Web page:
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Andy

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Until the prices for DL software become substantially lower (enough to make up for the fact that there is no resale value), it'll stay that way.
 

Andy

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The first time I played the game, I quit, bored and annoyed with it. I went back to it six months later with a different attitude, and it turned out to be one of my favorite games of the last few years. I sure didn't like it at first, though. Felt boring, plodding, too stealthy, too zombified. I kept wondering what everyone saw in it.
 

Kvally

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The first time I played the game, I quit, bored and annoyed with it. I went back to it six months later with a different attitude, and it turned out to be one of my favorite games of the last few years. I sure didn't like it at first, though. Felt boring, plodding, too stealthy, too zombified. I kept wondering what everyone saw in it.
That has actually happened to me with a few games....not many, but a few. I had started Heavy Rain, gave up after about an hour. Went back like a month later with a new attitude, and it ended up being one of my favorite games.
 
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WithGravy

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My question about digital is... if I download a game and want to delete it to add more hard drive space, is it gone forever or can I re download free of charge?
 

Kvally

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My question about digital is... if I download a game and want to delete it to add more hard drive space, is it gone forever or can I re download free of charge?
You can redownload free of charge, so long as you retain your same account AND the company hosting the game file stays in business.
 

jimmyD

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Until the prices for DL software become substantially lower (enough to make up for the fact that there is no resale value), it'll stay that way.
I guess it is way cheaper to put it on a physical format in a case and ship it around the world millions of times?
 

sharkboy1200

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Well, internet is way different over there, is it not? I believe there's a download cap to everyone's internet and downloading games could hurt UK's ability to maintain their cap.
 

Lucid Rifter

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I like physical copies for consoles. We have a PS4 at work, so I can take my games in and play sometimes. Can borrow friends games plus the HD space on consoles is too limited. On PC I like digital only. I have my SSD and raptor drives and can always reDL games when I build a new PC. If I didn't have PC, I'd probably be more into digital DLs on consoles though.
 

pravus

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It's probably because they keep the digital prices artificially higher,... because something.
 

Registered User 1

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I was probably 80% disc based last Gen, excluding Games with Gold, and digital sales.

This Gen (again, excluding sales and gwg) 100% physical media. Its soooooo much cheaper in Australia to buy physical media for some effed up reason.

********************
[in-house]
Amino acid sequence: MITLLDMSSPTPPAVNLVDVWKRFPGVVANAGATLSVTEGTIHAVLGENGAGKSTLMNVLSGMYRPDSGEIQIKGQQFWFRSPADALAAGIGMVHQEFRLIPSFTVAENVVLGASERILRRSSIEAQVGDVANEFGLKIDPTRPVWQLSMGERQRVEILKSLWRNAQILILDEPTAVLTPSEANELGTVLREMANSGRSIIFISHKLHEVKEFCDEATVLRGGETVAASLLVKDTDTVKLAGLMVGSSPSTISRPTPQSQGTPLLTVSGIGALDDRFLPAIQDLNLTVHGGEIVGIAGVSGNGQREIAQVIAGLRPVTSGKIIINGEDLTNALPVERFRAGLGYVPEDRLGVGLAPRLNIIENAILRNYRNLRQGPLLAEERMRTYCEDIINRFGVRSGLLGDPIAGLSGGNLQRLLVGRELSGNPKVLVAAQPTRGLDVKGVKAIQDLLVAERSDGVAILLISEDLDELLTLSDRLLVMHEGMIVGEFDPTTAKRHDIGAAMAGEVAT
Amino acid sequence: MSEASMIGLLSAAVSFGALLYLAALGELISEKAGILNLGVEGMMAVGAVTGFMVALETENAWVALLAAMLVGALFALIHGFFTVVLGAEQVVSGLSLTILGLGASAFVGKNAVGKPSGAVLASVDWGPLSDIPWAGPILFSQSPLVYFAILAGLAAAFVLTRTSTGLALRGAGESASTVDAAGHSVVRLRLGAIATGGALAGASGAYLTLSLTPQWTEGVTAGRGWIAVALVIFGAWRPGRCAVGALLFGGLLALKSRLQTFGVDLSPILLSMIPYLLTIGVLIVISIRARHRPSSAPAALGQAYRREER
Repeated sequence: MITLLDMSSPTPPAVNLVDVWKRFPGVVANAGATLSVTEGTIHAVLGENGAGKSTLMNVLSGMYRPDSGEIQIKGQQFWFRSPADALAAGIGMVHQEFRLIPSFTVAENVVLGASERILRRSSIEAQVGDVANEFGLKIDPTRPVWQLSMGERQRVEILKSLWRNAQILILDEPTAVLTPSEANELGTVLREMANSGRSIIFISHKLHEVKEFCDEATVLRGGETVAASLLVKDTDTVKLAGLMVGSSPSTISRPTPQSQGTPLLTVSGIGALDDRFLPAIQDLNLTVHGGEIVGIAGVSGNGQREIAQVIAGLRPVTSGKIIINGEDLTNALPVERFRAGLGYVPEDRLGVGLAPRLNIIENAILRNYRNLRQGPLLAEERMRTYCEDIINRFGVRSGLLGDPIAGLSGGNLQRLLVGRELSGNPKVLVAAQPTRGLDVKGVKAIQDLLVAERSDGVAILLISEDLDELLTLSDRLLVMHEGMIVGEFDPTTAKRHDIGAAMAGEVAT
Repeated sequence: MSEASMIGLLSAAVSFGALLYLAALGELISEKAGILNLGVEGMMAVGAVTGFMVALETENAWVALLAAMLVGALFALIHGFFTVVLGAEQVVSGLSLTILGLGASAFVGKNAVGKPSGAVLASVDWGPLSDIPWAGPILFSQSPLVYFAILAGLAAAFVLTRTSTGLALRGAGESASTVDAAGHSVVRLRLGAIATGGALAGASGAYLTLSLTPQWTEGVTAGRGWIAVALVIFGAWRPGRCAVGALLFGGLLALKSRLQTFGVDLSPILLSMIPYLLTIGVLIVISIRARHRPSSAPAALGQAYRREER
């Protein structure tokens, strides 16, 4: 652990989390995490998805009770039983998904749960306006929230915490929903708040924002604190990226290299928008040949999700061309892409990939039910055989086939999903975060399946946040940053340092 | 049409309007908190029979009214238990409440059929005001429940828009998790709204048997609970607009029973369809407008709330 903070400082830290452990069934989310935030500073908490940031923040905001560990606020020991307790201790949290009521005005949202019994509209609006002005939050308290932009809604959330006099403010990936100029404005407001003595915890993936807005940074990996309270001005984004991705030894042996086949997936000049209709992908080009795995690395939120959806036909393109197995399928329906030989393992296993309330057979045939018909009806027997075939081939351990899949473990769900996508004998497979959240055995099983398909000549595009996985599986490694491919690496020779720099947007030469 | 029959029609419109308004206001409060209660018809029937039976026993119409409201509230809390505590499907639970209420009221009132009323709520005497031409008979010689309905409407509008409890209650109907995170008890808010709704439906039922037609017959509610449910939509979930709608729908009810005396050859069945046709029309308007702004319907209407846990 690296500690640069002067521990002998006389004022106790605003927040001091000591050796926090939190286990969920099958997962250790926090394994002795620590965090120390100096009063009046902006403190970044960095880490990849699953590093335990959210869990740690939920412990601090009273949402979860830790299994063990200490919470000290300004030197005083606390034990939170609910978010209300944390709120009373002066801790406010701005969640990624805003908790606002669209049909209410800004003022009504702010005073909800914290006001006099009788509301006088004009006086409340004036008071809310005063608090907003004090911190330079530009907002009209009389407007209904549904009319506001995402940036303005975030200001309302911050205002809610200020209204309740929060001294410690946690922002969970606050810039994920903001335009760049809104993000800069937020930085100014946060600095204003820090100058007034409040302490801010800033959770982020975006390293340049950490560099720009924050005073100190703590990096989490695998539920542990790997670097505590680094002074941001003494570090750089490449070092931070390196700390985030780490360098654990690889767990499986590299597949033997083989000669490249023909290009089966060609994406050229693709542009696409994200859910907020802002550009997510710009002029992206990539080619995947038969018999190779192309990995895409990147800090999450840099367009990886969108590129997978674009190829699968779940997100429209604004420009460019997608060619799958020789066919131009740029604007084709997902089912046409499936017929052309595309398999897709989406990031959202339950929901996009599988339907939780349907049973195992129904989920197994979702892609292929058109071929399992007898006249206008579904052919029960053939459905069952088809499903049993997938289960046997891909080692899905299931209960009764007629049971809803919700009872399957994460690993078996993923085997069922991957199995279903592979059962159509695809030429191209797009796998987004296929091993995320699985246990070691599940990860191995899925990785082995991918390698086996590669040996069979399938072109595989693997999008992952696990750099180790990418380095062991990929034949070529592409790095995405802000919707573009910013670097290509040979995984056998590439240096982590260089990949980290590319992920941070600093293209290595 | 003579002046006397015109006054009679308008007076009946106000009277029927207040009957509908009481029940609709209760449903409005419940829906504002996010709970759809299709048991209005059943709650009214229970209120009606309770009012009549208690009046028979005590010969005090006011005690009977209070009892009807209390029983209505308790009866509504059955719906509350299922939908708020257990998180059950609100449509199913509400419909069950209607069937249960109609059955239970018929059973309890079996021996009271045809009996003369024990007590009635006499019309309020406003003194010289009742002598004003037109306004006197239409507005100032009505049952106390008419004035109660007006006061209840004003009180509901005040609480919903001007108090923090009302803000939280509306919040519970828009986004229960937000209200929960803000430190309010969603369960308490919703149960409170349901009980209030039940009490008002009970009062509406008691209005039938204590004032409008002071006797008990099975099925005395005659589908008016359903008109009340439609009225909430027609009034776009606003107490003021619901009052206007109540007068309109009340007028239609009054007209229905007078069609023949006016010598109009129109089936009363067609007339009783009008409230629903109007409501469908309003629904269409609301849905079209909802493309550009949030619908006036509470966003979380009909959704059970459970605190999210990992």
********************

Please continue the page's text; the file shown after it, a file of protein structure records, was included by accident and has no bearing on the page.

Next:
Second hand is even cheaper.
 

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X1.0.0.jpg

Out first look at how some of the crazier costumes in the X-Men universe have been translated to screen is here, courtesy of Entertainment Weekly.

Olivia Munn looks surprisingly decent in Psylocke's improbable get up, and there's virtually no way to ruin a Storm design that includes her mohawk. But ...

Alright, let's just put it out here up front. Apocalypse was never a design that was going to translate well to screen. Look at this guy:


He looks like he's wearing ominous clown makeup.

But lots of costumes can look awkward in still photos and seamless after post-production. Maybe by the time X-Men: Apocalypse hits theaters, Oscar Isaac (yeah, the guy who's playing Poe Dameron in The Force Awakens) will look less like Ivan...

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IdleHands

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Echoing what others have said already, it's about price.

Once MS and Sony can or wants to get to a point where they can/will have Steam-like prices I believe this type of study won't even be worth doing, It'll be clear that digital is the preferred method. Especially so as more people get access to better/faster internet.
 

Mr Bigglesworth

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Never did like Psylocke's costume, even in the crazy 90s. Love Olivia Munn though ... great choice for that character.
 

BDaddyK

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I have faith in Singer. Not totally sold on Apocalypse from set pics but I bet he looks much better on the finished film.

I'm banking on him looking better in the final cut too. They coulda went full comic version of him too, prolly woulda come out ace too.
 

Andy

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was this study funded by gamespot?

No, Broadband Genie.

If you look at the results, btw, it's actually not the "majority" that the first line describes.


gaming-buying-chart.jpg


So the boxed percentage is only 11% (edit: 14%) higher, and the second largest category is "no preference." I'd probably put myself in that category, too. I don't have any real preference. It's nice to have a physical copy, but I'll take digital if it's better/cheaper. In the end, it doesn't really matter to me.